Ken and his team at Intervention 911 help you identify your role in the addict’s life, and how you can intervene to stop the use of drugs and alcohol by someone you love.

Recovery is possible for everyone! Watch now to see how Ken Seeley can help you!

With the best interest of Jeff Conway at heart, a panel discusses his drug and alcohol addiction on Jane Velez’s show on HLN.

Ken Seeley, top-rated interventionist and founder of Intervention 911, chimes in on Jeff’s case, discussing how he does not seem to be winning his battle with addiction.

Ken believes there are steps Jeff can take to get well, but that he does not feel Jeff has experienced enough consequences to stop using.

Contact Ken Seeley and his team at Intervention 911 at 844-230-4911 to find out how you can get help for yourself or an addicted loved one.

Watch now to see what addicts like Jeff Conway need in order to give up a life of addiction for a life of recovery.
Meet Ken Seeley: Top-Rated interventionist for those struggling with drug and alcohol addiction. Expert intervention and founder of Intervention 911, Ken Seeley explains why he is passionate about helping addicts recover from drug and alcohol abuse. Ken shares his personal experience with addiction, intervention, and recovery to express his true understanding of how to best treat substance-abusing individuals. Through his participation on the A&E show, Intervention, and his mission with Intervention 911, Ken Seeley strives to help as many people as possible gain sobriety so they can work toward long-term recovery from drugs and alcohol. Watch now to find out how Ken and his team at Intervention 911 can help!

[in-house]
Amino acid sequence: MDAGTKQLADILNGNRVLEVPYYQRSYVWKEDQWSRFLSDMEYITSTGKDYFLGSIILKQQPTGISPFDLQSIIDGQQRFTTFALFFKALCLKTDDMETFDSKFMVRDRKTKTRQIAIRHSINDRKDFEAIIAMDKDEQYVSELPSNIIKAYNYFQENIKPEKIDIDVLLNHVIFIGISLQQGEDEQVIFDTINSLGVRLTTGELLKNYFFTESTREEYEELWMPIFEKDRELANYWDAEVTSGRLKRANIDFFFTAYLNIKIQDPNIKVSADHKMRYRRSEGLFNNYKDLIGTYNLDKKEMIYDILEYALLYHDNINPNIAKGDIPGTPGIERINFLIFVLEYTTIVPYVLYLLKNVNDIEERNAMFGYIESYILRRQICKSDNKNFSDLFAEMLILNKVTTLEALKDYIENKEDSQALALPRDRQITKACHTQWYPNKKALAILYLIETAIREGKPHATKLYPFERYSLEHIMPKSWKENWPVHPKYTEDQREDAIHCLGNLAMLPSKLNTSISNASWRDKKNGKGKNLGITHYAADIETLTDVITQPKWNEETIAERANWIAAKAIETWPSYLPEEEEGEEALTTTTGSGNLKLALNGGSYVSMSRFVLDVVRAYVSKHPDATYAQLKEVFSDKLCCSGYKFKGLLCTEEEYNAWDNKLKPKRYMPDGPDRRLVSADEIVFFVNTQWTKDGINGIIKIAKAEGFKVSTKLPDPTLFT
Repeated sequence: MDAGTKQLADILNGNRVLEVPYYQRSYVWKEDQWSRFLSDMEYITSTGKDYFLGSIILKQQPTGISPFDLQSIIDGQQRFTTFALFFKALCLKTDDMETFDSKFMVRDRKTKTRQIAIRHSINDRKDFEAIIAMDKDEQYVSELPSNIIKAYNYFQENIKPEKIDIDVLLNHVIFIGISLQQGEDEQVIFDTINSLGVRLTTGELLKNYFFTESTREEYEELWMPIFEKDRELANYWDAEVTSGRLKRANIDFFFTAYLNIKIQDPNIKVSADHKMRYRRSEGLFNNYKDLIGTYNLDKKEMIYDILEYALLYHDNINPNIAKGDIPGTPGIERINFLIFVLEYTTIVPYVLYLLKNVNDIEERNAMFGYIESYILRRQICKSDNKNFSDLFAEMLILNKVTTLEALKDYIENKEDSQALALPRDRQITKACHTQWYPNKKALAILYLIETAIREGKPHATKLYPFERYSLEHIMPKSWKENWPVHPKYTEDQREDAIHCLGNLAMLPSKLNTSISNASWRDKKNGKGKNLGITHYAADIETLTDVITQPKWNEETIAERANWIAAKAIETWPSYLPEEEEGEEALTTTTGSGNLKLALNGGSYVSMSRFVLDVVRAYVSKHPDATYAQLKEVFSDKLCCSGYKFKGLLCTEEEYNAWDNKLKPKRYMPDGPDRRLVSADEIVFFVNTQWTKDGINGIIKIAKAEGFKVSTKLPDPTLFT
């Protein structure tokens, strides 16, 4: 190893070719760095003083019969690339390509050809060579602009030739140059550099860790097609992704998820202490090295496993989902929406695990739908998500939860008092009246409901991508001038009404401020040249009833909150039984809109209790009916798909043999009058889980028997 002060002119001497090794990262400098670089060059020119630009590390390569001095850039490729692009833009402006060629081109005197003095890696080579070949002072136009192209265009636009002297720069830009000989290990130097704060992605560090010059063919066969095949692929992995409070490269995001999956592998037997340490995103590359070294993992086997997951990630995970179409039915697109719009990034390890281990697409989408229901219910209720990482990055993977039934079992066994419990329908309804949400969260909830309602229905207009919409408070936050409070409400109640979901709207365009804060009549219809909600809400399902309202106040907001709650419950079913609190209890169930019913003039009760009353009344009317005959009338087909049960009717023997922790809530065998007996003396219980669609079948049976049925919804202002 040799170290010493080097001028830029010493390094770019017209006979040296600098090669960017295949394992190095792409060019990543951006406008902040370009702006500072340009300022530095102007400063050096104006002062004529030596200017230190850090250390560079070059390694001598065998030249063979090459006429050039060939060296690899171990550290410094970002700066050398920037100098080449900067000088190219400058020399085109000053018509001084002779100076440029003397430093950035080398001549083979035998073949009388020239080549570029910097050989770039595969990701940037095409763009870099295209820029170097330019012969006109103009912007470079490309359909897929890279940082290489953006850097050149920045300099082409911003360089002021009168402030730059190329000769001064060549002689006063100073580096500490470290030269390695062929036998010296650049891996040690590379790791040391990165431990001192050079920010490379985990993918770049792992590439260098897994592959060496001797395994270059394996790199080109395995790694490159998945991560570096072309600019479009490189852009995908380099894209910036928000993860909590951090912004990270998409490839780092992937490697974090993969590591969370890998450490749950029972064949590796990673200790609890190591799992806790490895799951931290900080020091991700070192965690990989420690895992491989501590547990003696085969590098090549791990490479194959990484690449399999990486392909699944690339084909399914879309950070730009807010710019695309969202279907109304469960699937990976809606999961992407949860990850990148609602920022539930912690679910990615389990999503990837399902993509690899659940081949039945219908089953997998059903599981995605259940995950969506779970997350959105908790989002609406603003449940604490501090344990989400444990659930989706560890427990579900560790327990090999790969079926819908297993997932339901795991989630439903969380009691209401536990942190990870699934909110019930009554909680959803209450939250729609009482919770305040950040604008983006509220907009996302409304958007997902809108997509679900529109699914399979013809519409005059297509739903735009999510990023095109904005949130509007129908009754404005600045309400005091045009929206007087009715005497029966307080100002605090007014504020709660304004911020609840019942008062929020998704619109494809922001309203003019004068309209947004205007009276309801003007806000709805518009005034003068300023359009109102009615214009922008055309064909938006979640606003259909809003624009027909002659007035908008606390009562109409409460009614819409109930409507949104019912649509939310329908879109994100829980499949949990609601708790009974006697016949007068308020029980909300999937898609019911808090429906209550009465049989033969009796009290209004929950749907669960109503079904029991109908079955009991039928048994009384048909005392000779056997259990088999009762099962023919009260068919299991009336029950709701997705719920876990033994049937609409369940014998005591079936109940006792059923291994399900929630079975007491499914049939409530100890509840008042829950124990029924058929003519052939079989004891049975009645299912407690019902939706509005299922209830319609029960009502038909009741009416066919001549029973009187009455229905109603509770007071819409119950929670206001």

Contact Intervention 911 at 844-230-4911 for help with the addict in your life!

Top interventionist, Ken Seeley, assists in a heroin intervention on The Jeremy Kyle Show Ken Seeley helps Jeremy Kyle and a young heroin addict’s family stage a live intervention for a soon-to-be-dad. Ken, founder of Intervention 911, a company that assists families in intervening to help loved ones decide to go to treatment, tells the young addict that he will do everything in his power to protect the heroin addict’s pregnant girlfriend, which includes having the him arrested. Ken and Jeremy confront the young man, walk him out back the show’s studio, and give him a choice, right on the spot: either he gets in a waiting car and goes to treatment in Arizona, or he walks down the street and gets arrested. Rehab or jail? What will this man choose? Will he give up his heroin use? Watch now to see Ken Seeley in action!

Contact Ken and his team at Intervention 911 at 844-230-4911 to help the addict in your life!